I do pastoral work full time in a house church in a city in X Province.
At the outset of the pandemic, it seemed that every sphere of society in China and around the world had hit the pause button. However, as the pandemic went on, I saw that God’s work in the city where I served, and within the city’s churches, was not paused by the virus. In fact, the church where I served not only persevered but also continued to experience growth.
We have heard that in China 40 percent of the churches saw a sharp decline in numbers during the three years of the pandemic. There were also some small churches that had to suspend their services overnight. Because of that, they didn’t receive enough offerings and then couldn’t afford to pay their rent.
This made things particularly difficult in large cities where rents are very high. If you have only 20 to 30 people in a church and suddenly everyone is out of work, that is a huge impact on the church financially. It meant a lot of smaller churches could no longer pay their rent. These churches were not able to survive the pandemic. But in my church, during the three years of the epidemic, we can see that God was still reviving his church.
The outbreak in China began in November or December of 2019, but exploded in March of 2020, just after Spring Festival. That March I went to a city in another province to serve in a church. I’m very thankful that our church is led by a mature pastor who had been theologically trained and pastored churches in the West for at least 10 years. He returned to China to pastor churches in my city, and has led co-workers in the ministry, even during the pandemic.
Even during the epidemic, we planted new churches, building on the growth of the existing churches. So we can see that God was working. During the pandemic, God protected his church from being affected by the virus, not only in terms of numbers, but also in terms of the lives of the brothers and sisters.
However, we all know that as we follow God, worship God, and especially as we expand God’s kingdom to establish new churches, the church is actually engaged in a spiritual battle. When God’s kingdom is being expanded, the devil tries to hinder it. It’s so obvious that in the year when we first decided to come out and start planting new churches, there was a great deal of external persecution from the government.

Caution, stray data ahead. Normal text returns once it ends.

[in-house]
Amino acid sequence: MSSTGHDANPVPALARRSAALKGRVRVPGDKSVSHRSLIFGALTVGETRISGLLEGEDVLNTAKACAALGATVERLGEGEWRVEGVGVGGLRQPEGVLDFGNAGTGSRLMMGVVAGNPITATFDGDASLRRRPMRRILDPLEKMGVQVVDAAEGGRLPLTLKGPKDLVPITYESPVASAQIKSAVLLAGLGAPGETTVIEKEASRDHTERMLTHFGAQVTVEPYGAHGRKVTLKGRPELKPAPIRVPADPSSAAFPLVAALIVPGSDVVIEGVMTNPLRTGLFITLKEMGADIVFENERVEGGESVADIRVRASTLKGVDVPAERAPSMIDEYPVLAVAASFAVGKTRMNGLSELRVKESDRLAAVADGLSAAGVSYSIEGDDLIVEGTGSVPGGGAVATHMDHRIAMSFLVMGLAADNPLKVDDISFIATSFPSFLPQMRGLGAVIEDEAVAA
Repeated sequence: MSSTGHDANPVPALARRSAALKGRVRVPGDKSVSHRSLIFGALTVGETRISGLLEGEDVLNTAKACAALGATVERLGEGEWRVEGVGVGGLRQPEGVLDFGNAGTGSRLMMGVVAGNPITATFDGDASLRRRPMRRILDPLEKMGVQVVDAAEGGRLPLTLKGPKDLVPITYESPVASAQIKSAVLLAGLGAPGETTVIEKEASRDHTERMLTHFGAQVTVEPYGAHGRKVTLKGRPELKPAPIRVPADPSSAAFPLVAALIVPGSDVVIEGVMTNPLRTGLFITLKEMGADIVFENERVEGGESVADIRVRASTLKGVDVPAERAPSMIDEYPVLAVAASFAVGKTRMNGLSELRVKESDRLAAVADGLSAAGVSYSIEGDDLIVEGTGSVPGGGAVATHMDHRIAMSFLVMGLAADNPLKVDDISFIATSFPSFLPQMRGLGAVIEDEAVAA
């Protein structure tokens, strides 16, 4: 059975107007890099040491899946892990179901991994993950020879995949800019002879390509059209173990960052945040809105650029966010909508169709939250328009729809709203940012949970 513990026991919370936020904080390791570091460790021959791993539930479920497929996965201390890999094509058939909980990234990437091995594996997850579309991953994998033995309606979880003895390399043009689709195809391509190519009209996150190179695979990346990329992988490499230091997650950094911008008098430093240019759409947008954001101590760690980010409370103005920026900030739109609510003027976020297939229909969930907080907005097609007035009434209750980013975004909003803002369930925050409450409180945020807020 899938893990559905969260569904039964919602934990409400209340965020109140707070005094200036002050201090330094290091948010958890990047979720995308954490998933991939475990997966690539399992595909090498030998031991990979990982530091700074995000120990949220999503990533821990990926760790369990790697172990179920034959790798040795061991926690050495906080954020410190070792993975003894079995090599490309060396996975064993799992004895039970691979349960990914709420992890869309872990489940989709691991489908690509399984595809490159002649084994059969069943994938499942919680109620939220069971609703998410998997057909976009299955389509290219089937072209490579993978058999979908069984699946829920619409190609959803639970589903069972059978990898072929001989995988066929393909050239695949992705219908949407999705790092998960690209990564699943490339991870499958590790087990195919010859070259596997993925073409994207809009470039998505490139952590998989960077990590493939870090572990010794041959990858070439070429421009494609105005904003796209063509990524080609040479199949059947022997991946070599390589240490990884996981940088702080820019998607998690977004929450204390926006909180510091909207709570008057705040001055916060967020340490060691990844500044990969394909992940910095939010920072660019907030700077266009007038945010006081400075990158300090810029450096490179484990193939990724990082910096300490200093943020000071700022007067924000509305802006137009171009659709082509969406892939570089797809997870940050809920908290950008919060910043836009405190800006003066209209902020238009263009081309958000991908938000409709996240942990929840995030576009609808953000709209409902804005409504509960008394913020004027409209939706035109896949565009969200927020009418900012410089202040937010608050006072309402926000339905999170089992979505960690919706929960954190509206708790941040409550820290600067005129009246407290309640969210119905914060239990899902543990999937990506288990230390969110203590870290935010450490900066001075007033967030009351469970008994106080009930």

Yet, in the midst of this persecution, God was molding his people, and often using methods that we don’t quite understand so that we can learn lessons.
Why am I saying this?
When we initially planted the church, it was full of young people. The average age of the brothers and sisters was 28.5 years old. Most of these individuals were part of college fellowships back in the days. During our younger years, we rarely faced significant external pressures within our local congregations. However, as our church expanded and new members, especially graduates, joined us, our core group shifted to these 28-year-olds. Consequently, when external persecution came knocking, it was us, not our parents as in the past, who had to confront these challenges head-on. Such a shift compelled us to grapple with a fundamental question: What does it mean to follow Jesus, especially in the unique context of China? Looking back, I think the persecution we experienced during our church planting stage was a refining process orchestrated by God. In Chinese churches, some pastors argue that enduring persecution and suffering are part of the DNA of the Chinese church. Without these trials, the church might not be what it is today.
The older generations, our predecessors, grew up in the midst of storms, rain, and persecution. I firmly believe that persecution will be indispensable for this generation as well. It’s ingrained in the DNA of all Christians that when there’s no external persecution, that’s when problems begin to occur within the church.
Editor’s note: If you missed the introduction to this series, “God at Work During 3 Years of Isolation,” be sure to check it out!
Image credit: via Piqsels.
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